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The Department of Psychology is home to several laboratories conducting research in various areas of psychological science. The activities that take place in these labs not only expand our understanding of behavior and mental processes, they provide unique opportunities for students to apply what they’ve learned under the close supervision of faculty research mentors.
Students who work on research teams often
- Pursue research questions that captivate their intellect, curiosity, and creativity
- Develop close friendships with their research colleagues
- Become more engaged students
- Get to know their professors better
- Have a richer university experience that includes attending psychology conferences
- Increase their chances of getting into graduate school
Some of Psychology’s active research labs include the SPARK Lab, the Cognitive Processes Research Lab, and the Behavioral Neuroscience Laboratory.
Dr. Anne Duran’s Social Psychology Academics, Research, and Knowledge (SPARK) Lab is a forward thinking laboratory that aspires to promote the study of social psychology through encouraging and fostering student involvement in research, as well as student-driven research and collaborative research between students and faculty.
One of the most prominent goals of the SPARK lab is to demonstrate to students the gratification of conducting research. Those involved in the lab are committed to the practice of sound theory and methodology; we pride ourselves on professionalism and the commitment to contributing to the theoretical knowledge base of social psychology.
For more information about the SPARK Lab, please contact Dr. Anne Duran, firstname.lastname@example.org.
Cognitive Processes Research Lab
In the Cognitive Processes Research Lab (CPRL), we are interested in questions about brain processes such as memory, perception, attention, and language. By measuring response time and accuracy while people perform different cognitive tasks, we can begin to understand the amazingly complicated work the brain is doing to help us perform our daily tasks seemingly effortlessly. Current projects include human factors research on voice characteristics of computerized command programs such as GPS systems, research on the factors that affect students' abilities to understand their own knowledge, and research on how voice characteristics affect reading and memory for spoken words.
For more information about the Cognitive Processes Lab, please contact Dr. Marianne Abramson, email@example.com.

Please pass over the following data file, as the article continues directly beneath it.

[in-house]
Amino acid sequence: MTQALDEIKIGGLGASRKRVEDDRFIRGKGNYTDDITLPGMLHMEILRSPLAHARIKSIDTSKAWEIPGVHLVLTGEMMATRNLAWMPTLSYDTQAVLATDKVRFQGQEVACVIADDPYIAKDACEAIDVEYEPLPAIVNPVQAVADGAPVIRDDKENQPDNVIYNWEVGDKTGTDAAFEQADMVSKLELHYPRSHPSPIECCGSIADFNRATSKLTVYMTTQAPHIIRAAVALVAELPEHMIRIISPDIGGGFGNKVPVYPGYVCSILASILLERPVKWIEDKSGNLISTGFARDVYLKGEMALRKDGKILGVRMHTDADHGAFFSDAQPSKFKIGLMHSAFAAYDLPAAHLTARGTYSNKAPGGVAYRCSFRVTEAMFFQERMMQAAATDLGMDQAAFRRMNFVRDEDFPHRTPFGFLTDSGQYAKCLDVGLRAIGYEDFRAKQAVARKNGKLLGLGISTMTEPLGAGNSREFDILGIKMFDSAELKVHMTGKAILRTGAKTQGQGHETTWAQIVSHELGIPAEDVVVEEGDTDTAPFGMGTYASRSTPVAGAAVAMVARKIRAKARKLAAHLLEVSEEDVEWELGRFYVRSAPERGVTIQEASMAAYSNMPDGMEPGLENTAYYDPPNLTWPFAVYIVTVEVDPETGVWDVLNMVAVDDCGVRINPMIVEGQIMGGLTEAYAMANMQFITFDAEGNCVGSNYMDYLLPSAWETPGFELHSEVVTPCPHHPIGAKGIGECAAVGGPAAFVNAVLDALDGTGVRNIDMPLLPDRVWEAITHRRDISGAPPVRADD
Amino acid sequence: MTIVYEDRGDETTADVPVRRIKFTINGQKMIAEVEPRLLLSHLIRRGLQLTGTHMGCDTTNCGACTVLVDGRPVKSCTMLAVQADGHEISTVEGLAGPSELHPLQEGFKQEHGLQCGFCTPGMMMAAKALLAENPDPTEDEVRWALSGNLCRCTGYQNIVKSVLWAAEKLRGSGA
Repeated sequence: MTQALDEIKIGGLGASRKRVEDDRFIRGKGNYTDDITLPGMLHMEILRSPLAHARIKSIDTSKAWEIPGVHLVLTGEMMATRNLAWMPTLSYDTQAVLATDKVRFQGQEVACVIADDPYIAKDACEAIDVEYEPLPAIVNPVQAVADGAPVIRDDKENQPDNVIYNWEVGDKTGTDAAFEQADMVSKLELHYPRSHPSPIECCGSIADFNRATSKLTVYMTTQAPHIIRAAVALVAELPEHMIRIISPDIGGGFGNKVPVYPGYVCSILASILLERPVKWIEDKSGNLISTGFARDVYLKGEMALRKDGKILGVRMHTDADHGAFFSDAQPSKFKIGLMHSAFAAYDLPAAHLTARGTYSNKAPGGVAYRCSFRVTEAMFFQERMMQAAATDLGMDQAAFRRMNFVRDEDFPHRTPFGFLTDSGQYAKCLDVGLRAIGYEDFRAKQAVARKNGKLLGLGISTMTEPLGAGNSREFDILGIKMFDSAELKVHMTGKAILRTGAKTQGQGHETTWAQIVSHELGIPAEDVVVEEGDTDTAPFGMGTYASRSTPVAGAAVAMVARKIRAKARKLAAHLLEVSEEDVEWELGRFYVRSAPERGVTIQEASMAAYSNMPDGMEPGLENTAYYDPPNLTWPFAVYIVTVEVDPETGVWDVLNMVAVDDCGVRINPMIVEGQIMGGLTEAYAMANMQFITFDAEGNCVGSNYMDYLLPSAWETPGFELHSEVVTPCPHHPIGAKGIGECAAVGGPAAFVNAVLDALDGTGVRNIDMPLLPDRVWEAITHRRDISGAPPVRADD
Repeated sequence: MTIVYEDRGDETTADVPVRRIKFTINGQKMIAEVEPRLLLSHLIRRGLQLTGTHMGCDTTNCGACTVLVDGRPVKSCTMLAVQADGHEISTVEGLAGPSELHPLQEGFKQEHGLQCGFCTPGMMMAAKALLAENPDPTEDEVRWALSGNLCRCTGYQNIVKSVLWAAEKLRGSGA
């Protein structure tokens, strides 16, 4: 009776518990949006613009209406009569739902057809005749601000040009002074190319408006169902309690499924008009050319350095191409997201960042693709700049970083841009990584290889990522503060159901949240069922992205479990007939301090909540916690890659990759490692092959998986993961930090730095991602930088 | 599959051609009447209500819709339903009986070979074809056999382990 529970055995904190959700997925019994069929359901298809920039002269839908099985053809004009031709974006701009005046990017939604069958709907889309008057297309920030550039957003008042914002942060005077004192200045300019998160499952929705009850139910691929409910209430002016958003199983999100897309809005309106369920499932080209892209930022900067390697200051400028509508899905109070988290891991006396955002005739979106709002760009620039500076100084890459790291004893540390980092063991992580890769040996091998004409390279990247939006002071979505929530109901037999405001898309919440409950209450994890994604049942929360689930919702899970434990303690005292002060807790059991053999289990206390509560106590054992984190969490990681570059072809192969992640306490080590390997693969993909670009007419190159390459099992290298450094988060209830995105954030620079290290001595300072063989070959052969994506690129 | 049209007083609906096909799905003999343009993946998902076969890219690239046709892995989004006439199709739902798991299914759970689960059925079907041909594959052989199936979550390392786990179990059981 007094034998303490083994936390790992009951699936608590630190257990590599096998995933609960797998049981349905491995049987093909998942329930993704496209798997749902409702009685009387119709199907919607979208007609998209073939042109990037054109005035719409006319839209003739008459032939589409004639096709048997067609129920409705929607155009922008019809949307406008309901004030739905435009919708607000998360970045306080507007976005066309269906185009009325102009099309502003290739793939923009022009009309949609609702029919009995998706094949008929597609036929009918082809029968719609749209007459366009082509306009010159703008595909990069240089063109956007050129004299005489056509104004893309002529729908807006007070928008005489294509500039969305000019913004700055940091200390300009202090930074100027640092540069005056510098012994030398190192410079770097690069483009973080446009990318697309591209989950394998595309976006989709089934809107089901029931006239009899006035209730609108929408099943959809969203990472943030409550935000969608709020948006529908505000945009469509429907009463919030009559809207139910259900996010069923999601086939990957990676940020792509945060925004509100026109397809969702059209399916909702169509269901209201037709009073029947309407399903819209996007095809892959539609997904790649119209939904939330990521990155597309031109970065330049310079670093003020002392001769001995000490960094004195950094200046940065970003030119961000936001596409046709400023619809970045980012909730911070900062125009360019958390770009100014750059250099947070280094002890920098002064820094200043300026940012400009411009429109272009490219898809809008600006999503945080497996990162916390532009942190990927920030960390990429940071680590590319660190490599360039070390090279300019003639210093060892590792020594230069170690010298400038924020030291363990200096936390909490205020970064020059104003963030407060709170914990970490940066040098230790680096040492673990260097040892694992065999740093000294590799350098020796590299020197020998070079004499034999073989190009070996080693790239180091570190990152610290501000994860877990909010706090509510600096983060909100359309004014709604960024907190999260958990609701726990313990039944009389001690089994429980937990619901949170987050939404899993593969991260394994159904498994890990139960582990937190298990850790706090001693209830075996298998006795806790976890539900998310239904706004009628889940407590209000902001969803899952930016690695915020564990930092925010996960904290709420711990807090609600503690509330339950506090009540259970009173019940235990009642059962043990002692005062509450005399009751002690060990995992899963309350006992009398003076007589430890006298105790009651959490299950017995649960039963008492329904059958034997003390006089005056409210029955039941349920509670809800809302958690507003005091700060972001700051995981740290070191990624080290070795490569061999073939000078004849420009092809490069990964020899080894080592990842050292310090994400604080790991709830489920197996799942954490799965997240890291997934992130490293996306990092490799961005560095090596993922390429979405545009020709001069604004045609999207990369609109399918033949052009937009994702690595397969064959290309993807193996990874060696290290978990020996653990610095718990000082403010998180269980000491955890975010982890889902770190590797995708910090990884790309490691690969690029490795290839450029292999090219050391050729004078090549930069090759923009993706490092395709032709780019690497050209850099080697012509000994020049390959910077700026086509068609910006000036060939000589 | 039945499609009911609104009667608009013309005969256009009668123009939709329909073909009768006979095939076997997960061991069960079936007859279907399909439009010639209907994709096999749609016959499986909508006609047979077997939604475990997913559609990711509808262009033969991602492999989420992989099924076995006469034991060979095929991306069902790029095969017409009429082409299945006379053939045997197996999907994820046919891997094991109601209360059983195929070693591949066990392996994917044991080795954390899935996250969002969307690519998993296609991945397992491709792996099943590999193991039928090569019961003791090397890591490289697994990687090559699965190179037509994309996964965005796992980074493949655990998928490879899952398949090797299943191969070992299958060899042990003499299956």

Behavioral Neuroscience Laboratory
One of the primary focuses of the Behavioral Neuroscience Laboratory (BNL) is to provide undergraduate students with a research experience that will prepare them for graduate study via the use of animal models. The lab currently has two primary investigators: Dr. Amy Gancarz-Kausch and Dr. Isabel Sumaya.
Dr. Amy Gancarz-Kausch
The focus of my lab is investigating behavioral and neurobiological mechanisms that underlie vulnerability to drug addiction. It is of great interest to examine why some individuals are susceptible to drugs of abuse while others are more resilient. My training as a graduate student focused on studying various animal models of behavioral phenotypes that may mediate variability in drug-taking behaviors (i.e., sensation seeking impulsivity, negative consequences of self-administration). As a postdoc, I studied the neuronal, molecular, and behavioral plasticity that occurs following repeated exposure to drugs of abuse. My research seeks to understand behavioral and molecular processes that lead to the development of drug addiction.
For more information about this research, please contact Dr. Amy Gancarz-Kausch, firstname.lastname@example.org.
Dr. Isabel Sumaya
Currently, my research investigates the effects of high fat diets on learning and memory in rats kept in long-term enriched environments. Additionally, we study the indoleamine neurohormone, melatonin and its in vivo behavioral effects in animal models including Parkinsonism, Depression and Anxiety. Of special interest is the behavioral effect of melatonin on the D2 dopaminergic receptor system during extrapyramidal motor disturbances and the circadian effects of D2 dopaminergic agonists and antagonists.
For more information about this research, please contact Dr. Isabel Sumaya, email@example.com.
Social Cognition Lab
Our primary research focuses on the social and cognitive psychological processes that influence eyewitness memory error. This encompasses many facets of eyewitness memory including why people are better at recognizing familiar vs. unfamiliar race faces (cross-race effect), as well as understanding why verbal descriptions of faces sometimes enhance (verbal facilitation effect) and at other times impair (verbal overshadowing effect) subsequent face recognition accuracy. As a secondary area of study, we are interested in how repeated retrieval of memory through memory testing can enhance retention for students and discovering the optimal testing and pedagogical techniques, that lead to accurate long-term memories. Finally, we examine how societal stereotypes can hinder academic performance through the lens of Stereotype Threat. All of our research is experimental in nature, strongly rooted in theory and quantitative analyses, with an application toward improving legal and educational practices.
For more information about the Social Cognition Lab, please contact Dr. Kyle Susa, firstname.lastname@example.org.
Students at the annual convention of the Western Psychological Association in Reno, NV, April 2013